Policy Statement

All members of Business are responsible for protecting the confidentiality, integrity, and availability of data created, received, stored, transmitted, or otherwise used, irrespective of the medium on which the data resides and regardless of format (e.g., electronic, paper, fax, CD, or other physical form).


In the event the confidentiality, integrity, or availability of data is compromised and a suspected incident has occurred, the incident should be reported immediately to the Information Technologies & Services  (ITS) AND to the Business Owner. 


Reporting incidents quickly regardless of certainty or magnitude is critical to ensure the appropriate teams can respond and contain the incident as soon as possible.


Reason for Policy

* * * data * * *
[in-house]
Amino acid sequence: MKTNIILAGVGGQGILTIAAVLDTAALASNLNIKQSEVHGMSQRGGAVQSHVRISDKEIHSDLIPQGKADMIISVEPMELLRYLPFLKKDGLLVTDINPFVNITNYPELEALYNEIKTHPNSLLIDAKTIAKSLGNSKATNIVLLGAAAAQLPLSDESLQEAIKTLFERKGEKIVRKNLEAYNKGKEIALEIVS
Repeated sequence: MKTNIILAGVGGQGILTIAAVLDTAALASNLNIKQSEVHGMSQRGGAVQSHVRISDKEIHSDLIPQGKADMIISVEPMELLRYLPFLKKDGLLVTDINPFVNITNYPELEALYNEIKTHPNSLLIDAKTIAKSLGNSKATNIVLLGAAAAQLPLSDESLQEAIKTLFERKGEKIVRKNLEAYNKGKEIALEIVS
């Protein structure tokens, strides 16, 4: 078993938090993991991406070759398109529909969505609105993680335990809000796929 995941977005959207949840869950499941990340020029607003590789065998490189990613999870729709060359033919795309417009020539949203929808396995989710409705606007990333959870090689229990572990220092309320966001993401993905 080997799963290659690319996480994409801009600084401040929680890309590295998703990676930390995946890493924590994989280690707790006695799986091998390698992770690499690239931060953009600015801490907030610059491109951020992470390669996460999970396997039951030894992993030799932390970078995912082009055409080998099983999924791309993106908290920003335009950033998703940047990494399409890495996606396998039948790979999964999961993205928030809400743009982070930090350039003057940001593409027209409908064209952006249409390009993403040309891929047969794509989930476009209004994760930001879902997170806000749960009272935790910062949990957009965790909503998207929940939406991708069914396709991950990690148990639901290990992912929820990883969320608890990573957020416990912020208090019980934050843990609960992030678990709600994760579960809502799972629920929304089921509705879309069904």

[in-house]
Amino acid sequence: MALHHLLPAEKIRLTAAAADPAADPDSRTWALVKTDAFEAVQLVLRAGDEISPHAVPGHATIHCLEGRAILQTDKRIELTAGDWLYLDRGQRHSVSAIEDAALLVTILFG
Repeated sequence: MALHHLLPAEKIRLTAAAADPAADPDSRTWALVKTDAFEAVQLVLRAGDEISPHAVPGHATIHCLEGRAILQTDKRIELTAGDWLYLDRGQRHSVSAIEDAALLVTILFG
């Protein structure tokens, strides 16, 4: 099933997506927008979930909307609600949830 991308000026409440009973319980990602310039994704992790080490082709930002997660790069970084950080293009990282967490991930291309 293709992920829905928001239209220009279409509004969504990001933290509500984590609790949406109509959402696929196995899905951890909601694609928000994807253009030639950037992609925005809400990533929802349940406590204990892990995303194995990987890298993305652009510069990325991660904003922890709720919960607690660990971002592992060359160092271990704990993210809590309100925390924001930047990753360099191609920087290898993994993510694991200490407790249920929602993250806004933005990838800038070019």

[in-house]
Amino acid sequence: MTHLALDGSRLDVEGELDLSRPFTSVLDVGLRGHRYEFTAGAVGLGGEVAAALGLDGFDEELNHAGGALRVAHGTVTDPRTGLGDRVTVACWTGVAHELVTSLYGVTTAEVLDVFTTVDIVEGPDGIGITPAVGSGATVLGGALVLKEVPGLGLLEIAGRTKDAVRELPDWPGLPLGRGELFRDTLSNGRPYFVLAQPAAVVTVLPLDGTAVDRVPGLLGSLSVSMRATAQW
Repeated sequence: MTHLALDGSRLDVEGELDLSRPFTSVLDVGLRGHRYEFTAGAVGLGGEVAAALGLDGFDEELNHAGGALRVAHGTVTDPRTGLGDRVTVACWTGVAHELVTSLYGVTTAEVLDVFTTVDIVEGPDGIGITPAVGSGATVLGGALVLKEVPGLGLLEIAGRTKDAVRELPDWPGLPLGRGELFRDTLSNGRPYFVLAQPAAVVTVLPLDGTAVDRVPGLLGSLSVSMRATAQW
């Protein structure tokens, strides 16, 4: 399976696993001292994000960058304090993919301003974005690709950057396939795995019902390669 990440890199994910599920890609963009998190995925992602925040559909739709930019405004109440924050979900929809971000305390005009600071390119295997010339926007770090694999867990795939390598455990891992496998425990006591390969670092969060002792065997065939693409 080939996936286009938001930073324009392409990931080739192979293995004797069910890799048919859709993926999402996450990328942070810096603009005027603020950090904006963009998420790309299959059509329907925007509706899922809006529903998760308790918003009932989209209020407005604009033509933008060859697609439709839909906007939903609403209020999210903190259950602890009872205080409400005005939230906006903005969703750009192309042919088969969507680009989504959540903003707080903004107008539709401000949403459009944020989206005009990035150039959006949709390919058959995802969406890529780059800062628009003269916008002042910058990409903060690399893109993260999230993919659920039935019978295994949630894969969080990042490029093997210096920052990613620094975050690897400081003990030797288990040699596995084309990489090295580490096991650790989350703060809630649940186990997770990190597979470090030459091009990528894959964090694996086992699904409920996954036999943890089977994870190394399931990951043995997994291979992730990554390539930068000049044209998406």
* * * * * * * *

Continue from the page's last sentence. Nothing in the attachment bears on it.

Privacy and/or information technology (IT) security incidents can occur at any time and of varying magnitude. Identifying and resolving incidents in an organized systematic way is a vital component of our overarching compliance programs. This policy provides a framework for identifying, assessing, reacting to, communicating about, and documenting an incident and corresponding remediation plans.


Who Should Read this Policy

All users of Business.


Principles

Security and privacy incidents must be (1) reported, (2) identified, (3) declared, (4) responded to, (5) remediated, and (6) resolved with adequate record-keeping. Detailed requirements for each of these steps are below.


1. REPORT THE INCIDENT
2. INVESTIGATE THE INCIDENT
3. DECLARE THE INCIDENT
4. RESPONSE TO INCIDENT
5. REMEDIATE THE INCIDENT
6. CLOSING THE INCIDENT


  1. REPORT THE INCIDENT- If you know or suspect any unusual or suspicious behavior that does not match your expectation of good security or privacy management, immediately report the incident to your supervisor and ITS Support right away. Even if you are not certain or cannot confirm the incident, it’s imperative that the incident is reported quickly so the right personnel can investigate as soon as possible. 
    1. Filing or reporting an incident is always done without fear or concern of retaliation.